= means to love, feel affection, especially of the mutual love of parents and children. It can also be used of the love of a people for their master. It is less common for the love of husband and wife, and does not occur at all in the NT, apart from the compounds


(Rom. 31:1; 2 Tim. 3:3). 

Transition: It is agape that is used in Ephesians 3:17. 

Let me take me peak at love from three different different angles.

1. Love & Hate

• Love and hate represent for the Eastern sensibility two of the basic polarized attitudes to life.

• The phenomenon of love is experienced as a spontaneous force which drives one to something or someone over against itself.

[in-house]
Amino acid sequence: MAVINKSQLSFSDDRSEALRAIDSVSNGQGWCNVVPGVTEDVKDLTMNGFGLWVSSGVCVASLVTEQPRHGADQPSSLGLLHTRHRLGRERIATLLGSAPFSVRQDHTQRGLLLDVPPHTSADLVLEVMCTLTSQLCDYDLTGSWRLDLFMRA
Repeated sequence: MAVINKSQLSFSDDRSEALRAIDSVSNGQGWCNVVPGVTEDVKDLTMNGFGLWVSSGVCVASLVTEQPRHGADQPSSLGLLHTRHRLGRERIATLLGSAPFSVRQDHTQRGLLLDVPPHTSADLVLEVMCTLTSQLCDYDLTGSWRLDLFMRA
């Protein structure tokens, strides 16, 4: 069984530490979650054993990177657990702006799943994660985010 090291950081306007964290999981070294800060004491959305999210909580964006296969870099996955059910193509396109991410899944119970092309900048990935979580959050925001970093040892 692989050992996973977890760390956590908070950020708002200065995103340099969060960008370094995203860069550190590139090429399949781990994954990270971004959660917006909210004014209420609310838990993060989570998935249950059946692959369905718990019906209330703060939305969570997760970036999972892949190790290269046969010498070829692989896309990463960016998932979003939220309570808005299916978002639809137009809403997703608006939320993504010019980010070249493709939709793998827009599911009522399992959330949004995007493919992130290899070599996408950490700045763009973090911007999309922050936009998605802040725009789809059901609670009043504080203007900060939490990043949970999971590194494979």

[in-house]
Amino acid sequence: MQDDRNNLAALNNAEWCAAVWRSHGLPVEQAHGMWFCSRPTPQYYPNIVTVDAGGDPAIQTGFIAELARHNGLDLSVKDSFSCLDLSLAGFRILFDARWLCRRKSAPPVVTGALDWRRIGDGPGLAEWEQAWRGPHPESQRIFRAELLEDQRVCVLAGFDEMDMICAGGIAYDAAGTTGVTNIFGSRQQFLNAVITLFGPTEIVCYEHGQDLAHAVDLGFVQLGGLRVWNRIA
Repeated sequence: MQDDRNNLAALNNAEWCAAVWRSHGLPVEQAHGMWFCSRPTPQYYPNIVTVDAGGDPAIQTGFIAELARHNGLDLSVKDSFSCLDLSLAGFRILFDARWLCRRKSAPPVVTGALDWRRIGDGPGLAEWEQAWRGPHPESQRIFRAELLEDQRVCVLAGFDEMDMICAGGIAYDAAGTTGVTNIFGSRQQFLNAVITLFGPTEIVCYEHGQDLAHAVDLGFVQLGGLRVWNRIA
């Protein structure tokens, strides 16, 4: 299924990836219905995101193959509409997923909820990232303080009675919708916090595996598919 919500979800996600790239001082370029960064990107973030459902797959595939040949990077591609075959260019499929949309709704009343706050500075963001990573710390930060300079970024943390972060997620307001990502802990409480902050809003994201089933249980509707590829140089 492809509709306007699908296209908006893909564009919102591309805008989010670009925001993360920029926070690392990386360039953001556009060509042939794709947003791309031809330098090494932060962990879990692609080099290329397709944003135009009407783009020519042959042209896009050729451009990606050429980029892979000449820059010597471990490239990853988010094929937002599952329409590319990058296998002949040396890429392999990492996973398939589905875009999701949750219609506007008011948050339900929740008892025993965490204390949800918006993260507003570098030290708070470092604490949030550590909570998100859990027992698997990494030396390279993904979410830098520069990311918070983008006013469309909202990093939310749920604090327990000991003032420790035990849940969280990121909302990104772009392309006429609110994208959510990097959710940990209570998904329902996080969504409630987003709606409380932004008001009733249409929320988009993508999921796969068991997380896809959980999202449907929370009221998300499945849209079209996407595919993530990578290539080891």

In the NT, ….

1 John 4:16b-21, ‘And we have known and believed the love that God has for us. God is love, and he who abides in love abides in God, and God in him. 17 Love has been perfected among us in this: that we may have boldness in the day of judgment; because as He is, so are we in this world. 18 There is no fear in love; but perfect love casts out fear, because fear involves torment. But he who fears has not been made perfect in love. 19 We love Him1 because He first loved us. 20 If someone says, “I love God,” and hates his brother, he is a liar; for he who does not love his brother whom he has seen, how can1 he love God whom he has not seen?’ (NKJ)

• This, as well as many other parts of this letter, seems levelled against the Jews, who pretended much love to God while they hated the Gentiles; and even some of them who were brought into the Christian church brought this leaven with them. 

• It required a miracle to redeem Peter’s mind from the influence of this principle. See Acts 10.